Even though the UK uses a staggering 70 percent of its land for agriculture, it still depends on the stability of countries elsewhere to provide its food. The country imports around half of its food, 45 percent of its fresh vegetables, and 84 percent of its fresh fruit. And it is not alone. Japan imports 60 percent of its food, while Germany’s overseas agricultural footprint is three times its own. The food system lacks both resilience and sustainability, and – as the energy system has shown – these are things that must go hand in hand.
So how do countries with limited suitable land on which to grow food increase production sustainably and boost resilience? Some experts suggest more land should be used to feed people, rather than fuelling cars and power stations. Others say policies already proposed – such as those to incentivize farmers to use more sustainable practices and restore nature – will boost resilience too.
Alternative proteins and vertical farms could put an end to the choice between producing food and protecting nature. By boosting production on less land, they enable us to free land to rewild and farm more regeneratively. This is already happening. Ivy Farm – a lab-grown meat company, spun out of Oxford University – claims it can create meat that produces up to 92 percent fewer carbon emissions.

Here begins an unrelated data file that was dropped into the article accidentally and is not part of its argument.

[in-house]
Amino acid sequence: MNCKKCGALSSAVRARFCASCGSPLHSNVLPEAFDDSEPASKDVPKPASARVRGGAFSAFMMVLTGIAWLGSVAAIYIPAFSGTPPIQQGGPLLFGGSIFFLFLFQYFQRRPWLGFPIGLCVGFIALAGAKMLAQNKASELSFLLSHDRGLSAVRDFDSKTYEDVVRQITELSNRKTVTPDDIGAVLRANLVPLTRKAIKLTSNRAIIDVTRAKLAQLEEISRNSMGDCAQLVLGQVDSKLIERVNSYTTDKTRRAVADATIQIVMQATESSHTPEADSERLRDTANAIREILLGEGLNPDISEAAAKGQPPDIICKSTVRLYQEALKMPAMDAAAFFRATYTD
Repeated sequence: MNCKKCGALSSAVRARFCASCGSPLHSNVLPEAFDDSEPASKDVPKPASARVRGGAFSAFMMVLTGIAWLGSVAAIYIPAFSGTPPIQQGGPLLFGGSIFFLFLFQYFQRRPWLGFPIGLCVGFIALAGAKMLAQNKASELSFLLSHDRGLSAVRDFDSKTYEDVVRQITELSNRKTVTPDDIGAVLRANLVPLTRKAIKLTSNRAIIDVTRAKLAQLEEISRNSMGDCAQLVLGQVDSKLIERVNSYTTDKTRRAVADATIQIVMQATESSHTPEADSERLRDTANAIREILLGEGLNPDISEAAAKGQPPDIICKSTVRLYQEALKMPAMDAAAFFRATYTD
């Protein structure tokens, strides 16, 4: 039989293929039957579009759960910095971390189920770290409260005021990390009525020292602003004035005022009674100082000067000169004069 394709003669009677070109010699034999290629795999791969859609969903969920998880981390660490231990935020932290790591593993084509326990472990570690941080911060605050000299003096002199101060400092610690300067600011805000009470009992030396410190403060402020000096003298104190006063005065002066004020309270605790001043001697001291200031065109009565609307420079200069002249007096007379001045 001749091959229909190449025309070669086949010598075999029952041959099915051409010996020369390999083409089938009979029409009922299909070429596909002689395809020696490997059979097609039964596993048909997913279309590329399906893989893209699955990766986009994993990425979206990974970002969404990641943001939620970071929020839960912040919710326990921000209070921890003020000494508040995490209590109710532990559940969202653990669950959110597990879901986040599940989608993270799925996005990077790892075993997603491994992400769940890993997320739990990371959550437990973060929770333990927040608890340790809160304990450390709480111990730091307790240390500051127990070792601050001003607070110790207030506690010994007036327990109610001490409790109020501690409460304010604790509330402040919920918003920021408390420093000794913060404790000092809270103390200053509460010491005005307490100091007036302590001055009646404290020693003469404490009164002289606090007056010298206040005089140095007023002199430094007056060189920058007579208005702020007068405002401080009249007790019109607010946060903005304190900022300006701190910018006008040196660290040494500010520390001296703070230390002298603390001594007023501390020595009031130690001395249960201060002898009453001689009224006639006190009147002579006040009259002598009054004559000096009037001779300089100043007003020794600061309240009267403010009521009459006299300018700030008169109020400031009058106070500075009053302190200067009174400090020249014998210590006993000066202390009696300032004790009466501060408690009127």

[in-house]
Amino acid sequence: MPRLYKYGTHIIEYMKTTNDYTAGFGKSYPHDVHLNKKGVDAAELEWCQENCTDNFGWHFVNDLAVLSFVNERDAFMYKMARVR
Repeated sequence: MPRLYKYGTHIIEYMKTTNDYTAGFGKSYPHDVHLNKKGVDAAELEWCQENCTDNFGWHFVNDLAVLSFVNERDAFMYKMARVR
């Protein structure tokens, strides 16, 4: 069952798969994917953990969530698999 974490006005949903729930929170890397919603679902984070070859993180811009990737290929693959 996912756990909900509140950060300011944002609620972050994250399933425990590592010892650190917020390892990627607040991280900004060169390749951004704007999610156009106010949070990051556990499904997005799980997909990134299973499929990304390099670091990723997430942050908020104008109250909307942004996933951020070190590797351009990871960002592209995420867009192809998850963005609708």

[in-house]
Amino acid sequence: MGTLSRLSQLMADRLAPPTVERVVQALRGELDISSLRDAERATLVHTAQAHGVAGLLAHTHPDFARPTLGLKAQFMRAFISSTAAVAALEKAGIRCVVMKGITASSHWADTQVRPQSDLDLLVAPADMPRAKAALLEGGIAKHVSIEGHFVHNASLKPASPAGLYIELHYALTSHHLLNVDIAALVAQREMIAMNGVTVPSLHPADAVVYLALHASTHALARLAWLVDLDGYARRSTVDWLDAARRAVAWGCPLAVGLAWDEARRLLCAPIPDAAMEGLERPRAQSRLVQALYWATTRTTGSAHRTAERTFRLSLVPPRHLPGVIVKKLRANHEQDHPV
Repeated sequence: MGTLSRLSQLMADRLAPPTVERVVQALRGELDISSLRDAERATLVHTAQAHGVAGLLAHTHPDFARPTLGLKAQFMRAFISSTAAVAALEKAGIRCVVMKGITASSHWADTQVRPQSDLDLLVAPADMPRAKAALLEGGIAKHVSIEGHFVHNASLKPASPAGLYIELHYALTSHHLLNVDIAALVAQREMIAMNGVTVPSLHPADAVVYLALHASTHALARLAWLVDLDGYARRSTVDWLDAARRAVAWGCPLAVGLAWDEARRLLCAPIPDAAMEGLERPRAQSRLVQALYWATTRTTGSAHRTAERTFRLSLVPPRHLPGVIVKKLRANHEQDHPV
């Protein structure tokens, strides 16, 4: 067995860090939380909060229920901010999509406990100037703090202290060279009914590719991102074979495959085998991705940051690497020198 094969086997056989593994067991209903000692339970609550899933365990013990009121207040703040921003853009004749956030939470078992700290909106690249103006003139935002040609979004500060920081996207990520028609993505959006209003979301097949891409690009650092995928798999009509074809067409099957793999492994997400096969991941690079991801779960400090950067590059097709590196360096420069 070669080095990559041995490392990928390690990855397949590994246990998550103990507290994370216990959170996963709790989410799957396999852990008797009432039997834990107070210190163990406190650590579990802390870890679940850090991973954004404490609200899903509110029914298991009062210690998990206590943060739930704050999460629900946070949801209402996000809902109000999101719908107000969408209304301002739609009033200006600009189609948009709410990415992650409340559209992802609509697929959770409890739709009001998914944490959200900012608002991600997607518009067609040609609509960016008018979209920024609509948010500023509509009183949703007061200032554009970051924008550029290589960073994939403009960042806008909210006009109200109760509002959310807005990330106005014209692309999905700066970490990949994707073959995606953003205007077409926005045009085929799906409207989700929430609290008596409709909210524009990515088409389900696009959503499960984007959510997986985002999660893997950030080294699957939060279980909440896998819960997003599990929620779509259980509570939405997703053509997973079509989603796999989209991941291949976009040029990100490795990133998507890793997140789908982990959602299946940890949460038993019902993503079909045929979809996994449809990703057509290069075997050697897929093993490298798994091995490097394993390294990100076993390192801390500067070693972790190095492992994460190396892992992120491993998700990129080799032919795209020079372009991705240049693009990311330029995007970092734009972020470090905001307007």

Vertical farms can also produce more food on far less land, with no pesticides, and with less water. The carefully controlled conditions mean that even as extreme weather events increase, food production is still guaranteed. Last year work began on what is claimed to be the world’s largest vertical farm, built by Ocado-backed Jones Food Company. It will supply tons of fresh produce to UK supermarkets.
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